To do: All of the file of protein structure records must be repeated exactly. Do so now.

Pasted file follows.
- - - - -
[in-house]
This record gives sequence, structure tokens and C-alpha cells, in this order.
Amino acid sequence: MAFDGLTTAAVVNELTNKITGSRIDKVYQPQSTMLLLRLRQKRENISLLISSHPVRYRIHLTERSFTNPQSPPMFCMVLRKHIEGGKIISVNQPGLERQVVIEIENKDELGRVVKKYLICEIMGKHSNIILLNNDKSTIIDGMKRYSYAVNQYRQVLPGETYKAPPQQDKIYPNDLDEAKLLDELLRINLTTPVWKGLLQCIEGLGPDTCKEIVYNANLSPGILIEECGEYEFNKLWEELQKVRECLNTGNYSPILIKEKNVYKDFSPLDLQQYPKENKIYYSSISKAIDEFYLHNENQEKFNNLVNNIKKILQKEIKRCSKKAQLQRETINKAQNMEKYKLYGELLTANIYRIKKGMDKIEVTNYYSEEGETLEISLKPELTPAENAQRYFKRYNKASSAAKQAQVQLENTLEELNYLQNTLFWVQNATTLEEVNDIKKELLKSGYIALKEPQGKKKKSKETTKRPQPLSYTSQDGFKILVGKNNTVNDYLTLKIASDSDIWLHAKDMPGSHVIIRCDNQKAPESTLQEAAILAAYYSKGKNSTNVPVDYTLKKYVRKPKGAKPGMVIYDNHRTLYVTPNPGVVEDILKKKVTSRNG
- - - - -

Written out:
[in-house]
This record gives sequence, structure tokens and C-alpha cells, in this order.
Amino acid sequence: MAFDGLTTAAVVNELTNKITGSRIDKVYQPQSTMLLLRLRQKRENISLLISSHPVRYRIHLTERSFTNPQSPPMFCMVLRKHIEGGKIISVNQPGLERQVVIEIENKDELGRVVKKYLICEIMGKHSNIILLNNDKSTIIDGMKRYSYAVNQYRQVLPGETYKAPPQQDKIYPNDLDEAKLLDELLRINLTTPVWKGLLQCIEGLGPDTCKEIVYNANLSPGILIEECGEYEFNKLWEELQKVRECLNTGNYSPILIKEKNVYKDFSPLDLQQYPKENKIYYSSISKAIDEFYLHNENQEKFNNLVNNIKKILQKEIKRCSKKAQLQRETINKAQNMEKYKLYGELLTANIYRIKKGMDKIEVTNYYSEEGETLEISLKPELTPAENAQRYFKRYNKASSAAKQAQVQLENTLEELNYLQNTLFWVQNATTLEEVNDIKKELLKSGYIALKEPQGKKKKSKETTKRPQPLSYTSQDGFKILVGKNNTVNDYLTLKIASDSDIWLHAKDMPGSHVIIRCDNQKAPESTLQEAAILAAYYSKGKNSTNVPVDYTLKKYVRKPKGAKPGMVIYDNHRTLYVTPNPGVVEDILKKKVTSRNG